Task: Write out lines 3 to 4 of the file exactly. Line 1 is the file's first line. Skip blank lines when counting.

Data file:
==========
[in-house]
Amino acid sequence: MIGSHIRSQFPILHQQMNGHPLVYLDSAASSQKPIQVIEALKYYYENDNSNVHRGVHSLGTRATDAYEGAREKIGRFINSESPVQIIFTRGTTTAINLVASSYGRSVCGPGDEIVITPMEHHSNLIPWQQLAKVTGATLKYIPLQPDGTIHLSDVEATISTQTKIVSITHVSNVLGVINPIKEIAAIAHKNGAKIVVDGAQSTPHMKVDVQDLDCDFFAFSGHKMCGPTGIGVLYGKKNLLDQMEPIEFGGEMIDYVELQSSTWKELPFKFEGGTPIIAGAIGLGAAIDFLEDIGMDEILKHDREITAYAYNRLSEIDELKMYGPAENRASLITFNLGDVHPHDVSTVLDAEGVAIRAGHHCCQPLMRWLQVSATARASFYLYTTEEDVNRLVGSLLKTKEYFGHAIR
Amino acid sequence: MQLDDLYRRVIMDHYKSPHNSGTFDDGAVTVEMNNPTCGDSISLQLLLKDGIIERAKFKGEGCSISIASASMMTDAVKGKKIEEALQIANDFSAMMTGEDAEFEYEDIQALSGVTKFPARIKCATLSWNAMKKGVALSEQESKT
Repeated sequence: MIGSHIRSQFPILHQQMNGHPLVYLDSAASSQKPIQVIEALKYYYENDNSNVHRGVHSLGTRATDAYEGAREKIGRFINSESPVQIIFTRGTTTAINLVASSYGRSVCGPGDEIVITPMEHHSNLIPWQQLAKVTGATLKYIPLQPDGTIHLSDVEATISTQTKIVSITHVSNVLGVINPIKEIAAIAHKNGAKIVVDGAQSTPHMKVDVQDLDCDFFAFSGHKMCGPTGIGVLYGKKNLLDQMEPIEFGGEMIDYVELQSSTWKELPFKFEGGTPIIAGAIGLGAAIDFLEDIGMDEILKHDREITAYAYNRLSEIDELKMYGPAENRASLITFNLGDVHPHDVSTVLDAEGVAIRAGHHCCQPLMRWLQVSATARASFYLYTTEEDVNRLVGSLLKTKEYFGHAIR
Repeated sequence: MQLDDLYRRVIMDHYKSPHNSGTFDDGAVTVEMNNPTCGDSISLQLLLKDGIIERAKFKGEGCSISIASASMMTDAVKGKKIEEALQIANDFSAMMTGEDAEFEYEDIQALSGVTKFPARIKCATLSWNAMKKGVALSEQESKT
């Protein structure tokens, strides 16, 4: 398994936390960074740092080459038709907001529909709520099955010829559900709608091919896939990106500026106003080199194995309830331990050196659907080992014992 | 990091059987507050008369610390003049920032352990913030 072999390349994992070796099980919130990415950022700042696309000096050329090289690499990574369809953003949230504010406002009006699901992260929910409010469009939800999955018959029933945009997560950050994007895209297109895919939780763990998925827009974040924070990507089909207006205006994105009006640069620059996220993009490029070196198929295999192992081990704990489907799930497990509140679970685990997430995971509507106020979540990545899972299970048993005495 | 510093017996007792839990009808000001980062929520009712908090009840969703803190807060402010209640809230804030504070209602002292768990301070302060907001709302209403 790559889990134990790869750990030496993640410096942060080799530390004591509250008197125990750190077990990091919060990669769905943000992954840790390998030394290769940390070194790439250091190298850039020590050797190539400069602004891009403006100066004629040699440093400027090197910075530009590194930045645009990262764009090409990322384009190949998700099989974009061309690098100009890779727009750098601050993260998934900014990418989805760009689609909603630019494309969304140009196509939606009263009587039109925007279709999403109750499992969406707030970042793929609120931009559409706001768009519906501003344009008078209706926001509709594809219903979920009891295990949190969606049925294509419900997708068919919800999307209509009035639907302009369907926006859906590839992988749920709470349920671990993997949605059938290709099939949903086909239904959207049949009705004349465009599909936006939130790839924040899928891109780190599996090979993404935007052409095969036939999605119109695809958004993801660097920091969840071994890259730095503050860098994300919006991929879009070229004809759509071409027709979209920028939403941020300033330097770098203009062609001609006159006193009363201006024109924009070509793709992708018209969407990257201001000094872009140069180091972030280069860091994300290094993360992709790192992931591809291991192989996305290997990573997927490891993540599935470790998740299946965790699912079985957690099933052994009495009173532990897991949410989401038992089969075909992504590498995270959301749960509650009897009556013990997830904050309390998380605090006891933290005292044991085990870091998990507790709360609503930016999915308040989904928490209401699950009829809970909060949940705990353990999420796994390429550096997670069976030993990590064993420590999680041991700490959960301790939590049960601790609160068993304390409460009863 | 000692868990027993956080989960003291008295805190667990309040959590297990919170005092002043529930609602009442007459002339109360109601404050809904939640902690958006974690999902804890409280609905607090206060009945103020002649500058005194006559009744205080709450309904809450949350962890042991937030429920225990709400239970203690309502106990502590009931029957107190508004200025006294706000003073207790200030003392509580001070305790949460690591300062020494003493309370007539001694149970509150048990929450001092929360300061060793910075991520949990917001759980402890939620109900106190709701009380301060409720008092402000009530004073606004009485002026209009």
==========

Amino acid sequence: MQLDDLYRRVIMDHYKSPHNSGTFDDGAVTVEMNNPTCGDSISLQLLLKDGIIERAKFKGEGCSISIASASMMTDAVKGKKIEEALQIANDFSAMMTGEDAEFEYEDIQALSGVTKFPARIKCATLSWNAMKKGVALSEQESKT
Repeated sequence: MIGSHIRSQFPILHQQMNGHPLVYLDSAASSQKPIQVIEALKYYYENDNSNVHRGVHSLGTRATDAYEGAREKIGRFINSESPVQIIFTRGTTTAINLVASSYGRSVCGPGDEIVITPMEHHSNLIPWQQLAKVTGATLKYIPLQPDGTIHLSDVEATISTQTKIVSITHVSNVLGVINPIKEIAAIAHKNGAKIVVDGAQSTPHMKVDVQDLDCDFFAFSGHKMCGPTGIGVLYGKKNLLDQMEPIEFGGEMIDYVELQSSTWKELPFKFEGGTPIIAGAIGLGAAIDFLEDIGMDEILKHDREITAYAYNRLSEIDELKMYGPAENRASLITFNLGDVHPHDVSTVLDAEGVAIRAGHHCCQPLMRWLQVSATARASFYLYTTEEDVNRLVGSLLKTKEYFGHAIR